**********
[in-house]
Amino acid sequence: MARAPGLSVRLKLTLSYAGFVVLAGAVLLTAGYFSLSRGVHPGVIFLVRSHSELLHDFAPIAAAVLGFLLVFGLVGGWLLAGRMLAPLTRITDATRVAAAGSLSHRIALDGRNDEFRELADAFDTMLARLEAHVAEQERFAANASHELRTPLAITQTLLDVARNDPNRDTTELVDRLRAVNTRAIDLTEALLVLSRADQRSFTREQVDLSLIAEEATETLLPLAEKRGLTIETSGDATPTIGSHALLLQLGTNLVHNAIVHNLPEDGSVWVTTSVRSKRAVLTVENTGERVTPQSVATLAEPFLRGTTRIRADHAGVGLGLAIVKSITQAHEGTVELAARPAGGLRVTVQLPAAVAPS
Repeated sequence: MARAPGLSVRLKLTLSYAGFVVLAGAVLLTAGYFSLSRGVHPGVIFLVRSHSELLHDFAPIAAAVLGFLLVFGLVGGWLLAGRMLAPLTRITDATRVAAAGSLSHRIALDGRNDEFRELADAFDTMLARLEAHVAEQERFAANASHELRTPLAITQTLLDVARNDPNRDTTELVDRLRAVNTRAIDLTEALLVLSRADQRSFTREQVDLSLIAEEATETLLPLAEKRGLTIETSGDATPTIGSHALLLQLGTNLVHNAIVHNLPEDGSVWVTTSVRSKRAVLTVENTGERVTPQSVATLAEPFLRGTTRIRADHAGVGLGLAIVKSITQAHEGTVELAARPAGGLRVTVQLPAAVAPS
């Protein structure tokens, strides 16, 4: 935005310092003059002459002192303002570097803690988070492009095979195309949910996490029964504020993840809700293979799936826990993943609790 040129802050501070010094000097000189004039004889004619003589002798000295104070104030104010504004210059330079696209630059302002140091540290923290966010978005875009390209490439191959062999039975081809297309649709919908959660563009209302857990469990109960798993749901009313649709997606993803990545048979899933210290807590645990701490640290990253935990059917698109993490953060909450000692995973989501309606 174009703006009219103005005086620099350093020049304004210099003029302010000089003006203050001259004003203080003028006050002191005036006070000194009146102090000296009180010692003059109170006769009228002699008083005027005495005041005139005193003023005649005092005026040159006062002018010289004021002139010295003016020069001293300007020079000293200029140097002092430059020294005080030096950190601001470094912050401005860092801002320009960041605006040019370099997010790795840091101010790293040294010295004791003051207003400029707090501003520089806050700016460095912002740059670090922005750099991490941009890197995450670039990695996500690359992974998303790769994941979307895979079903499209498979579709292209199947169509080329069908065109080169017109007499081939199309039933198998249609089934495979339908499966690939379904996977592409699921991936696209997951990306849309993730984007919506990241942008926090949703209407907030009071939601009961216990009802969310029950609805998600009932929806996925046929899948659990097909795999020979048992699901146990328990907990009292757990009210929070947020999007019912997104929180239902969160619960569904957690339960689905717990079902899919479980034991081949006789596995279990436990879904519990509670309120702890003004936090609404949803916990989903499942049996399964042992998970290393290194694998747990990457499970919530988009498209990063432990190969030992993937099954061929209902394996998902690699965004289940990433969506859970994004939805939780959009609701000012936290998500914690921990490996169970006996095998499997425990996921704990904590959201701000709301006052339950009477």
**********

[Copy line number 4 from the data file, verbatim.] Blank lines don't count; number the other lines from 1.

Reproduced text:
């Protein structure tokens, strides 16, 4: 935005310092003059002459002192303002570097803690988070492009095979195309949910996490029964504020993840809700293979799936826990993943609790 040129802050501070010094000097000189004039004889004619003589002798000295104070104030104010504004210059330079696209630059302002140091540290923290966010978005875009390209490439191959062999039975081809297309649709919908959660563009209302857990469990109960798993749901009313649709997606993803990545048979899933210290807590645990701490640290990253935990059917698109993490953060909450000692995973989501309606 174009703006009219103005005086620099350093020049304004210099003029302010000089003006203050001259004003203080003028006050002191005036006070000194009146102090000296009180010692003059109170006769009228002699008083005027005495005041005139005193003023005649005092005026040159006062002018010289004021002139010295003016020069001293300007020079000293200029140097002092430059020294005080030096950190601001470094912050401005860092801002320009960041605006040019370099997010790795840091101010790293040294010295004791003051207003400029707090501003520089806050700016460095912002740059670090922005750099991490941009890197995450670039990695996500690359992974998303790769994941979307895979079903499209498979579709292209199947169509080329069908065109080169017109007499081939199309039933198998249609089934495979339908499966690939379904996977592409699921991936696209997951990306849309993730984007919506990241942008926090949703209407907030009071939601009961216990009802969310029950609805998600009932929806996925046929899948659990097909795999020979048992699901146990328990907990009292757990009210929070947020999007019912997104929180239902969160619960569904957690339960689905717990079902899919479980034991081949006789596995279990436990879904519990509670309120702890003004936090609404949803916990989903499942049996399964042992998970290393290194694998747990990457499970919530988009498209990063432990190969030992993937099954061929209902394996998902690699965004289940990433969506859970994004939805939780959009609701000012936290998500914690921990490996169970006996095998499997425990996921704990904590959201701000709301006052339950009477």